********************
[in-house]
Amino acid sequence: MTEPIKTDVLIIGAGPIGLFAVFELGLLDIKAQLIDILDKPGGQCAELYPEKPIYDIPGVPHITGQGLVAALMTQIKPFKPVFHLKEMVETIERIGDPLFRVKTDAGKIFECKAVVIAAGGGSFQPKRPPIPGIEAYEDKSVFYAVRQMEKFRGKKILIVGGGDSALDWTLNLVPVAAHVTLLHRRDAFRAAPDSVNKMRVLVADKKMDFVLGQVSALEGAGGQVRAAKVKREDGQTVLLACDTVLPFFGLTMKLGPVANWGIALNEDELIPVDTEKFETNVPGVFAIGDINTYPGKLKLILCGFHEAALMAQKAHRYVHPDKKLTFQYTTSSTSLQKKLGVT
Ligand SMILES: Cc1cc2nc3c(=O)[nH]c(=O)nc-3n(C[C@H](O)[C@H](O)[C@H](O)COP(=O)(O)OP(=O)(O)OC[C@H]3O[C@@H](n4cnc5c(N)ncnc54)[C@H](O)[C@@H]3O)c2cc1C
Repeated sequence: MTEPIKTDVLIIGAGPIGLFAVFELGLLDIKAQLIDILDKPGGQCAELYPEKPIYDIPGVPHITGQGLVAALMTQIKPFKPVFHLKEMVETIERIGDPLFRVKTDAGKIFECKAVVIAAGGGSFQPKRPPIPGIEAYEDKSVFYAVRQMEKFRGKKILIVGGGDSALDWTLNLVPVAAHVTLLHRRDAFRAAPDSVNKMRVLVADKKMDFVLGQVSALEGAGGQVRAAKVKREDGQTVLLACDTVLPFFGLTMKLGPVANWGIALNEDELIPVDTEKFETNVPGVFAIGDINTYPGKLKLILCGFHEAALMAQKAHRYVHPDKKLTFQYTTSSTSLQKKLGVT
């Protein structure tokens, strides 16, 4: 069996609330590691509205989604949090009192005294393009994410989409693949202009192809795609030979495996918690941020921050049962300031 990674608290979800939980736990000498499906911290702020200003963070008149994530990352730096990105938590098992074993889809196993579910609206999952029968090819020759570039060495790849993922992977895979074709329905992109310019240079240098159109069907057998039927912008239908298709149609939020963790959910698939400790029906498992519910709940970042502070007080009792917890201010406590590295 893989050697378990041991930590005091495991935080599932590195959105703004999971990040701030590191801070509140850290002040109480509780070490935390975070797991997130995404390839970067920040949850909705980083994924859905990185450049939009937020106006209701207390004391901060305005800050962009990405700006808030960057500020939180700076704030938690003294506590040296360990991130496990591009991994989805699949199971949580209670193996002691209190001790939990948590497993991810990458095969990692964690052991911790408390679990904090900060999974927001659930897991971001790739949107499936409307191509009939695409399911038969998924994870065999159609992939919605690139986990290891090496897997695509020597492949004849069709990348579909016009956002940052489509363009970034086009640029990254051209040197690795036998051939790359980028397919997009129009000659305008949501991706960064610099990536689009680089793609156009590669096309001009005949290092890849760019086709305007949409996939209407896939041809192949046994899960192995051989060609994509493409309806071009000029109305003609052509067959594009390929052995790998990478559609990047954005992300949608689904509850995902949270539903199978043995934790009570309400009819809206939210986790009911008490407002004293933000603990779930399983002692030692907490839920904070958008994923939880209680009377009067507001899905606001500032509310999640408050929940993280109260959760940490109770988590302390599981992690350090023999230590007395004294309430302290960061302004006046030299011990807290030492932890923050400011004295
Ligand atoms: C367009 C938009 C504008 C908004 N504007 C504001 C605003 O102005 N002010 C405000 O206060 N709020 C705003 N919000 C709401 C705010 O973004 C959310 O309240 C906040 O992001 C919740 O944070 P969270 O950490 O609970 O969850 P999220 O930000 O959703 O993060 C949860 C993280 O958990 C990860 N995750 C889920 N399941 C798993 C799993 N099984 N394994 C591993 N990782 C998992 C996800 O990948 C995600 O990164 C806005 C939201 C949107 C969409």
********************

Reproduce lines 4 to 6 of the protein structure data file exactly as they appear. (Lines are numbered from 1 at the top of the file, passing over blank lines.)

Repeated sequence: MTEPIKTDVLIIGAGPIGLFAVFELGLLDIKAQLIDILDKPGGQCAELYPEKPIYDIPGVPHITGQGLVAALMTQIKPFKPVFHLKEMVETIERIGDPLFRVKTDAGKIFECKAVVIAAGGGSFQPKRPPIPGIEAYEDKSVFYAVRQMEKFRGKKILIVGGGDSALDWTLNLVPVAAHVTLLHRRDAFRAAPDSVNKMRVLVADKKMDFVLGQVSALEGAGGQVRAAKVKREDGQTVLLACDTVLPFFGLTMKLGPVANWGIALNEDELIPVDTEKFETNVPGVFAIGDINTYPGKLKLILCGFHEAALMAQKAHRYVHPDKKLTFQYTTSSTSLQKKLGVT
């Protein structure tokens, strides 16, 4: 069996609330590691509205989604949090009192005294393009994410989409693949202009192809795609030979495996918690941020921050049962300031 990674608290979800939980736990000498499906911290702020200003963070008149994530990352730096990105938590098992074993889809196993579910609206999952029968090819020759570039060495790849993922992977895979074709329905992109310019240079240098159109069907057998039927912008239908298709149609939020963790959910698939400790029906498992519910709940970042502070007080009792917890201010406590590295 893989050697378990041991930590005091495991935080599932590195959105703004999971990040701030590191801070509140850290002040109480509780070490935390975070797991997130995404390839970067920040949850909705980083994924859905990185450049939009937020106006209701207390004391901060305005800050962009990405700006808030960057500020939180700076704030938690003294506590040296360990991130496990591009991994989805699949199971949580209670193996002691209190001790939990948590497993991810990458095969990692964690052991911790408390679990904090900060999974927001659930897991971001790739949107499936409307191509009939695409399911038969998924994870065999159609992939919605690139986990290891090496897997695509020597492949004849069709990348579909016009956002940052489509363009970034086009640029990254051209040197690795036998051939790359980028397919997009129009000659305008949501991706960064610099990536689009680089793609156009590669096309001009005949290092890849760019086709305007949409996939209407896939041809192949046994899960192995051989060609994509493409309806071009000029109305003609052509067959594009390929052995790998990478559609990047954005992300949608689904509850995902949270539903199978043995934790009570309400009819809206939210986790009911008490407002004293933000603990779930399983002692030692907490839920904070958008994923939880209680009377009067507001899905606001500032509310999640408050929940993280109260959760940490109770988590302390599981992690350090023999230590007395004294309430302290960061302004006046030299011990807290030492932890923050400011004295
Ligand atoms: C367009 C938009 C504008 C908004 N504007 C504001 C605003 O102005 N002010 C405000 O206060 N709020 C705003 N919000 C709401 C705010 O973004 C959310 O309240 C906040 O992001 C919740 O944070 P969270 O950490 O609970 O969850 P999220 O930000 O959703 O993060 C949860 C993280 O958990 C990860 N995750 C889920 N399941 C798993 C799993 N099984 N394994 C591993 N990782 C998992 C996800 O990948 C995600 O990164 C806005 C939201 C949107 C969409």